October 4, 2012 – Continuing my posts about family and home, I return to the Book of Mormon record to review the example set forth by Lehi and his children. During their temporary stay in a valley referred to in the record as the Valley of Lemuel (thus named by Lehi, after one of his sons), Lehi expounded his prophecies and revelations to his family, testifying to them of the Lord’s current and future work and His (the Lord’s) mission on earth (see 1 Nephi 10:2-16).
I find it interesting that only one of his children, Nephi, thereafter took responsibility to act in the learning process, demonstrating a level of learning that few seem to desire, let alone seek after. Nephi wrote, “after I, Nephi, having heard all the words of my father … was desirous also that I might see, and hear, and know of these things, by the power of the Holy Ghost, which is the gift of God unto those who diligently seek him. … For it came to pass, after I had desired to know the things that my father had seen, and believing that the Lord was able to make them known unto me, as I sat pondering in mine heart I was caught away in the Spirit of the Lord.” (1 Nephi 10:17; 11:1.) What followed was a glorious, agency-initiated learning experience.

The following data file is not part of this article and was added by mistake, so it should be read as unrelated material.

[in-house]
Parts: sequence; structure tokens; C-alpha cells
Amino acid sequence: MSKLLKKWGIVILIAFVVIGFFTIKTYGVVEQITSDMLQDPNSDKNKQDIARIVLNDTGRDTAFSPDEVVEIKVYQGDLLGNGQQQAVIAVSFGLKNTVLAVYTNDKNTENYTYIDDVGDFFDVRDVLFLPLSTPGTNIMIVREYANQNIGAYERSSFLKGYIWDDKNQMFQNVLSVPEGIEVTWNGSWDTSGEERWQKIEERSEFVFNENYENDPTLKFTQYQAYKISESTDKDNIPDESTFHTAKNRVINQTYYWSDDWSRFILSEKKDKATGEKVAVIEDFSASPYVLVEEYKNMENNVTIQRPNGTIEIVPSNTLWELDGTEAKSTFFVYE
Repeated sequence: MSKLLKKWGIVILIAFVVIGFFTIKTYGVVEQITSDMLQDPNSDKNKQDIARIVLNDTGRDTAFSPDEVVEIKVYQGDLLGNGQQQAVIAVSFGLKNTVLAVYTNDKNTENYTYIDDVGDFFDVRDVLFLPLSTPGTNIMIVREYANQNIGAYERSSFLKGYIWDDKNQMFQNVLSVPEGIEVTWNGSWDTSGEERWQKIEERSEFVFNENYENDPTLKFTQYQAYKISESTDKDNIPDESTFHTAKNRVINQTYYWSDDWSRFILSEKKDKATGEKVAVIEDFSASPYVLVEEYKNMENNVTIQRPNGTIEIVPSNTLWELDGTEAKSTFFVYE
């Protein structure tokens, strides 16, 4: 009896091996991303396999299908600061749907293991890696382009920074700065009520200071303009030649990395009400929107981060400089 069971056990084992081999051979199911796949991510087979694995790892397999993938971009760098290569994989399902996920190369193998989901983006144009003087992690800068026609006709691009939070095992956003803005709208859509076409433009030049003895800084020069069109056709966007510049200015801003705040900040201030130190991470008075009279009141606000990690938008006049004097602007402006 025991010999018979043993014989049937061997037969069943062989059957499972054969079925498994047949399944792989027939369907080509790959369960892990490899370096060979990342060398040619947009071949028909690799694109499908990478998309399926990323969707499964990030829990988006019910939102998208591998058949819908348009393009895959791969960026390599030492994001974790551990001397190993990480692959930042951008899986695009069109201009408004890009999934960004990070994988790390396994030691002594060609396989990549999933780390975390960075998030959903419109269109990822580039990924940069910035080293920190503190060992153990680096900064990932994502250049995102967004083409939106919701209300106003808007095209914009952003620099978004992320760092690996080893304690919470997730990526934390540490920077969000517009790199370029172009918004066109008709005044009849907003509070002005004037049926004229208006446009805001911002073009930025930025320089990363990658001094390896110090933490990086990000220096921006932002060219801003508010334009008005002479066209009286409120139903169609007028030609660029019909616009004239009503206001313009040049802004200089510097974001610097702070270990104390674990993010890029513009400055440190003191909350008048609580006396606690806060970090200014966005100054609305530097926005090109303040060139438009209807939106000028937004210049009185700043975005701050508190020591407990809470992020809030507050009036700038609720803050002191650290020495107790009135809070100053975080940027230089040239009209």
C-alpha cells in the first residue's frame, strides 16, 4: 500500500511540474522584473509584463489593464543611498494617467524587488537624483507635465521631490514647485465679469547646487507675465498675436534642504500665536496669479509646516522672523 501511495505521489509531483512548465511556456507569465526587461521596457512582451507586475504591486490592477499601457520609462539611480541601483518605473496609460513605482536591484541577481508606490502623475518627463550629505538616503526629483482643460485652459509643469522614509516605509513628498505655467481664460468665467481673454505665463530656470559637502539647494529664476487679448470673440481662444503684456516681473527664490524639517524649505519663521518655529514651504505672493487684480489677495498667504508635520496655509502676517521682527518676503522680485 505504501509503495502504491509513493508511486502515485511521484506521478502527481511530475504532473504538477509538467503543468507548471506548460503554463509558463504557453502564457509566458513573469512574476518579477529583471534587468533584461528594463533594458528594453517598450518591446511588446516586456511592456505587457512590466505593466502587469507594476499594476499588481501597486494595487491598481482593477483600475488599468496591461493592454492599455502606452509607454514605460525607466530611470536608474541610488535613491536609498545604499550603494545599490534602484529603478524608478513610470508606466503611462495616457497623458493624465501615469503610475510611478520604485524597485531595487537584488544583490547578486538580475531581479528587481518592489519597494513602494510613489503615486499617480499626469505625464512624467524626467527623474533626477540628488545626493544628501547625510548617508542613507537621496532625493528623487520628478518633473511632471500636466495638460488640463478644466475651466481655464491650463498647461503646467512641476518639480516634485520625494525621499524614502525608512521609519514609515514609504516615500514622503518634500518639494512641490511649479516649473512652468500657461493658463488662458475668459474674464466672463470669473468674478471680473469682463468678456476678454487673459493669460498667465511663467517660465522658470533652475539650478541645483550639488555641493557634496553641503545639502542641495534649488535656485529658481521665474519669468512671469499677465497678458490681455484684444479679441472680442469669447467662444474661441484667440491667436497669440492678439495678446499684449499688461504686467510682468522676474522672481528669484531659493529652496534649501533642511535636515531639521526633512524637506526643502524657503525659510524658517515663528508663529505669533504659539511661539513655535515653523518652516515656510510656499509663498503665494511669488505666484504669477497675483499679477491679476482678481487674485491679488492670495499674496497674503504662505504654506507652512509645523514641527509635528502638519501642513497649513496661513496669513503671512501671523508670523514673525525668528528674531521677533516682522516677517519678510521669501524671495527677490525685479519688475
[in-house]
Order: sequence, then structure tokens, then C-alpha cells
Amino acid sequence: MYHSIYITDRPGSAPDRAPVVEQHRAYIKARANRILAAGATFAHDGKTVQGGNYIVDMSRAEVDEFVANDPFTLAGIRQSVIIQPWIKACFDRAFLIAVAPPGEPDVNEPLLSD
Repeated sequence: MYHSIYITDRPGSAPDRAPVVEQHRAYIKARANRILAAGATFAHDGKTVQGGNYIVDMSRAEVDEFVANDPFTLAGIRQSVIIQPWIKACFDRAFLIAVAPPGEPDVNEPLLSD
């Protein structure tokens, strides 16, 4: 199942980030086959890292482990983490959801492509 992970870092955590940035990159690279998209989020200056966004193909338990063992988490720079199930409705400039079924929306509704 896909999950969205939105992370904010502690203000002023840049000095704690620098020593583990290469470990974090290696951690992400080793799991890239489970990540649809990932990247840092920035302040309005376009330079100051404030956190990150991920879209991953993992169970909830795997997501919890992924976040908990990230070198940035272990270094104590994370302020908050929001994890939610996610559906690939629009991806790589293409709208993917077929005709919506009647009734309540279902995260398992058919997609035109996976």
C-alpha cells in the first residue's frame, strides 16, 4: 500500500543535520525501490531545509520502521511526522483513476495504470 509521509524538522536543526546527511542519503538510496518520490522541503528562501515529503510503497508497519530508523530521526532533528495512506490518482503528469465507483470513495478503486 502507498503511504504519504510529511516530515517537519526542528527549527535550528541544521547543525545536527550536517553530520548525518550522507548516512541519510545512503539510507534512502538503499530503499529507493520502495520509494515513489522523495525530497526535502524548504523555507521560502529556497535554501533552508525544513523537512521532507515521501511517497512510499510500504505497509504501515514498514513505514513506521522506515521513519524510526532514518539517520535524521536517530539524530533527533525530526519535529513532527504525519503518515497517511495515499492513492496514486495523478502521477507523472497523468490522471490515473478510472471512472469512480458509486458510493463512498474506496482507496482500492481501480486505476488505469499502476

It is apparent from later chapters that Lehi’s teachings generated a great deal of discussion in the family (see 1 Nephi 15:1-3, 8-9), but that discussion had taken the form of contention, confusion, and doubt, all of which indicate a lack of agency and faith-based learning in spiritual things.
I have a few questions that I’m pondering after reading this chapter:
- How typical is Lehi’s experience wherein only one of his children choose to personally act in faith in the learning process? (By the way, from the record, we can tell that Lehi had at least six children at this point.)
- How many parents/teachers do/have witnessed similar outcomes, statistically speaking, and why?
- Why did Nephi feel a desire to learn more (and personally own that knowledge)?
- As a parent/teacher, what do I do for the other five who, presumably, don’t take responsibility to act for themselves in the learning process and/or didn’t adhere to the principles of gaining spiritual knowledge (1 Nephi 15:8-9)?
For those not familiar with the story, in part due to his faith and use of agency, Nephi saw in vision the same things that his father had seen and thereafter demonstrated in the remainder of his writings that he clearly understood what his father had taught.